(9) Use the free FMCSA resources to educate drivers

Driver fact sheet and violation severity weight sheet are two tools that every driver should study and keep handy. For your own due diligence, download and print violation severity document, and notice how often the severity changes from year to year.

The downloaded report will contain a tab of the changes made each year, so at the very least keep a record of any severity changes that pertain. The FMCSA maintains a library of free resources for drivers and employers alike, from the No Texting Rule Fact Sheet to step-by-step details for getting started with driver and vehicle registration. These resources can be invaluable, so keep them at your fingertips and ensure everyone is aware of them.

(10) Inspire a culture of “Safety First”

It’s important for companies to meet customer expectations to stay competitive, but it’s more important to create a culture of drivers that say “yes” to safe driving. One way to promote a safety-first culture is to create the right incentives, properly discipline when violations occur, and add bonus structures that entice drivers to put their CSA score as the highest priority.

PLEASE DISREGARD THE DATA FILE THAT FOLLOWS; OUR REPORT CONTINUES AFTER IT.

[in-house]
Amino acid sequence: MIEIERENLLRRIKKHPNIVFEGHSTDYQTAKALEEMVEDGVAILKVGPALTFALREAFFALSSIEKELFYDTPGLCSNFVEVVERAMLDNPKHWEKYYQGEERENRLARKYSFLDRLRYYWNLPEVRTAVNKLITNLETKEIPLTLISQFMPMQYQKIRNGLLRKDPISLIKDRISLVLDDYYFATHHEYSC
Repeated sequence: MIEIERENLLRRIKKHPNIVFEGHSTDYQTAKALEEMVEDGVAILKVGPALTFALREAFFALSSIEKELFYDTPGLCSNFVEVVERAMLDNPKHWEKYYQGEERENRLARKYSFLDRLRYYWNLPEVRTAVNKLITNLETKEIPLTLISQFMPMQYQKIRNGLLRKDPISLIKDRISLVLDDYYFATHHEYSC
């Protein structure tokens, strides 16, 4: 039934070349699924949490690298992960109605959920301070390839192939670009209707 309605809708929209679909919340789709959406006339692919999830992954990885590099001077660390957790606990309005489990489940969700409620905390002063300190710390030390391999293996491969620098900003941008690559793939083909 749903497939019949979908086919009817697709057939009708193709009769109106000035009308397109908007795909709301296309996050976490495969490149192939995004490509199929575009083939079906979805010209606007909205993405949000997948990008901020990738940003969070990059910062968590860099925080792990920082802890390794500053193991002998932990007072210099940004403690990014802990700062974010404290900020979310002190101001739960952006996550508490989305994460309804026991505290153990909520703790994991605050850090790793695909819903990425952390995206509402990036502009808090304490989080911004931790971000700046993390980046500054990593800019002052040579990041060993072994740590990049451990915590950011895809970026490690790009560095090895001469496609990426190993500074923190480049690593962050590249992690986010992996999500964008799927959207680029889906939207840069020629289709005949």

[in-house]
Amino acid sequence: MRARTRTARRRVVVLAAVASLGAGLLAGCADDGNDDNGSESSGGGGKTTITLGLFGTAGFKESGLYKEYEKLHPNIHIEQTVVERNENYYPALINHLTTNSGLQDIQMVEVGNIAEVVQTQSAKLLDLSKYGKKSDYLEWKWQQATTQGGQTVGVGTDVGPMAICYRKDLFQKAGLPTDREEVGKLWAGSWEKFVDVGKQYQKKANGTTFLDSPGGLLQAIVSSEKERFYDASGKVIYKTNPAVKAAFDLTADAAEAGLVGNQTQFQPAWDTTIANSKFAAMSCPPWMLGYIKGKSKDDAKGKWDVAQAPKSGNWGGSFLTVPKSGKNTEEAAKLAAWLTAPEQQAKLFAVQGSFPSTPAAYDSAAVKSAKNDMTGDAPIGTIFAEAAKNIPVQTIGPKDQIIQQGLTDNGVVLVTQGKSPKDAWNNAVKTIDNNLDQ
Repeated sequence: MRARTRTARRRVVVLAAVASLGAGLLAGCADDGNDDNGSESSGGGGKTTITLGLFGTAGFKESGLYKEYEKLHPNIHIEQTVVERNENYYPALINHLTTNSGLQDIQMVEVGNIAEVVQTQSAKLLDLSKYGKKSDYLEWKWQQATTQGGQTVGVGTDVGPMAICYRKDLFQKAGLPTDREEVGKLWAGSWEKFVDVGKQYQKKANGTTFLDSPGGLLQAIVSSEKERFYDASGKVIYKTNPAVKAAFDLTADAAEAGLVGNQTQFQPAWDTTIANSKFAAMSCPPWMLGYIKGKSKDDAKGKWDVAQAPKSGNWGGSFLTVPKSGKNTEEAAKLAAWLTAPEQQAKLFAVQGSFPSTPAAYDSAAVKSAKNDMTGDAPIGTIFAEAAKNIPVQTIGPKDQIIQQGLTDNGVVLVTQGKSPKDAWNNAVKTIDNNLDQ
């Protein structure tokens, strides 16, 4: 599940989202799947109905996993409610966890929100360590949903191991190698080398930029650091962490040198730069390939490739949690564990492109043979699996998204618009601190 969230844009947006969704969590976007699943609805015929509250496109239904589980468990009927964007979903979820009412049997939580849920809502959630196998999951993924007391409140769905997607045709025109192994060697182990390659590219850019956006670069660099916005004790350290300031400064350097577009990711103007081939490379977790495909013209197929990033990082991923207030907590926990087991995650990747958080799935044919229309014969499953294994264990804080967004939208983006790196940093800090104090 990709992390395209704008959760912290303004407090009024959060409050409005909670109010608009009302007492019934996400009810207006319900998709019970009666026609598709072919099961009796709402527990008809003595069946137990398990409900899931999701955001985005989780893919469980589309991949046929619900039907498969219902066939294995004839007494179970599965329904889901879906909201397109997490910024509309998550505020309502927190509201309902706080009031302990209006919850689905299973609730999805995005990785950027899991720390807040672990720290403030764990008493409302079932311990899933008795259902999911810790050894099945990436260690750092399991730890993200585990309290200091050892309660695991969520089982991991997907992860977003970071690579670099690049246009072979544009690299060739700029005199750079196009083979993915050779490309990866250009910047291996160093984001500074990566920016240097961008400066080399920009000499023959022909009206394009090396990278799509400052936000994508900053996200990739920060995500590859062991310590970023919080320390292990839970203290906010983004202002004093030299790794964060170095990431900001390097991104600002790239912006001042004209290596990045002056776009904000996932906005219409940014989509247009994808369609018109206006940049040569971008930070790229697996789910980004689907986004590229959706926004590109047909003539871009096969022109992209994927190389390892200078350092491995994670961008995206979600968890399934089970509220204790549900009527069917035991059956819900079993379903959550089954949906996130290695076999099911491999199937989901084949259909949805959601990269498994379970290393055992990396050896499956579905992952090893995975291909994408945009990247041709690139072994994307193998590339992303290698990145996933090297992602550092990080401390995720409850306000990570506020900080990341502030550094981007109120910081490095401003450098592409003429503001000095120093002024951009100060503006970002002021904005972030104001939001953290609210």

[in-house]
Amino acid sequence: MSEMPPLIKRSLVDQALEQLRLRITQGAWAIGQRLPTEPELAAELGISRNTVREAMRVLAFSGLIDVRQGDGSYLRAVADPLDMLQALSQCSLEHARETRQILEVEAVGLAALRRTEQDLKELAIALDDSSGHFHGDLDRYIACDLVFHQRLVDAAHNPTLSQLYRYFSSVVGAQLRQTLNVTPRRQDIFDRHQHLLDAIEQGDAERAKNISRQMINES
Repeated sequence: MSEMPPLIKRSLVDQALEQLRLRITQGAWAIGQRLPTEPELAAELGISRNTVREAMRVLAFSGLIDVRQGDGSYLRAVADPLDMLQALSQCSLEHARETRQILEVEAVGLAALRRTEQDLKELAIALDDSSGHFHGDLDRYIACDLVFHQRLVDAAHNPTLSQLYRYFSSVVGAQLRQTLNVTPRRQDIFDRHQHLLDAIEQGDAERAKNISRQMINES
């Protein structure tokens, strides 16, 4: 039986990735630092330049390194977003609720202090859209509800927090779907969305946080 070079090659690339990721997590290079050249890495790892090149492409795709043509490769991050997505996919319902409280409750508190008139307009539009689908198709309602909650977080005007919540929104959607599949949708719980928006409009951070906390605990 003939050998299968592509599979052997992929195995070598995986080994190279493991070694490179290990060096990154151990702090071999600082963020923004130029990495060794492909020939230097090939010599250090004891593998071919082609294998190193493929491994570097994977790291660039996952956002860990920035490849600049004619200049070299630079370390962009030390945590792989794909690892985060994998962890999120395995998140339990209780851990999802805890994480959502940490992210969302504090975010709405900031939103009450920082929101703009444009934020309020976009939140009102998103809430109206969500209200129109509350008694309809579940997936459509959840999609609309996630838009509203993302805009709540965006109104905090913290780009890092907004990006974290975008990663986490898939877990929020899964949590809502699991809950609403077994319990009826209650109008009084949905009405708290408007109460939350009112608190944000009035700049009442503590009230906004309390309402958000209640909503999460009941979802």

Relying upon the latest technology can help the bottom line, but reducing CSA scores may require a change of company policy. For more information about the importance of maintaining a low CSA score in 2019, please consult the FMCSA’s free sources and the Rand McNally blog for continuous updates on the fleet industry.

Reducing a CSA score takes time and effort. Rand McNally's full suite of fleet management solutions - from ELDs to driver analytics software - can help. To see how Rand McNally's fleet management solutions can help you improve your safety program and CSA score, contact us today.



  1. The CSA 2010 Dispatch. Retrieved from https://csa.fmcsa.dot.gov/Documents/CSA2010_Dispatch_102010.pdf
  2. Help Center, 2018. Retrieved from https://ai.fmcsa.dot.gov/SMS/HelpCenter/Index.aspx
  3. Nearly 5,000 Commercial Motor Vehicles with Critical Brake Violations from Roadways during Brake Safety Week, 2018. Retrieved from https://cvsa.org/news-entry/2018-brake-safety-week-results/
  4. SMS Appendix A spreadsheet – FMCSA – CSA, 2018. Retrieved from https://csa.fmcsa.dot.gov/Documents/SMS_AppendixA_ViolationsList.xlsx
  5. What can a motor carrier do to improve? 2018. Retrieved from https://ai.fmcsa.dot.gov/SMS/HelpCenter/Index.aspx#faq30905